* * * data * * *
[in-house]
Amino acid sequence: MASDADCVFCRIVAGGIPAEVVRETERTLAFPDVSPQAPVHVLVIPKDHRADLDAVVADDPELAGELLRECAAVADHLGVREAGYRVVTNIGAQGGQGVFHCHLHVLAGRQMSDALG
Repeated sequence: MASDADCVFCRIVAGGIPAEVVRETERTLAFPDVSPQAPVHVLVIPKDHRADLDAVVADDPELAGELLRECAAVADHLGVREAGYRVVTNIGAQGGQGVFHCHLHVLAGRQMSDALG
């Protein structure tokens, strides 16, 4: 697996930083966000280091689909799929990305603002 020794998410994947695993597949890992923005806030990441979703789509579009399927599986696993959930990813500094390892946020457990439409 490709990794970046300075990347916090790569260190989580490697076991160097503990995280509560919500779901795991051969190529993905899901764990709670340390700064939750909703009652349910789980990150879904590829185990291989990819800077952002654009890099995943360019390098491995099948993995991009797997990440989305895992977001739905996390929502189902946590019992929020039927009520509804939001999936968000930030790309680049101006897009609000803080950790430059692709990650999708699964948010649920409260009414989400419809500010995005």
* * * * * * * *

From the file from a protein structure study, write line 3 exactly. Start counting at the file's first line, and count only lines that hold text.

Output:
Repeated sequence: MASDADCVFCRIVAGGIPAEVVRETERTLAFPDVSPQAPVHVLVIPKDHRADLDAVVADDPELAGELLRECAAVADHLGVREAGYRVVTNIGAQGGQGVFHCHLHVLAGRQMSDALG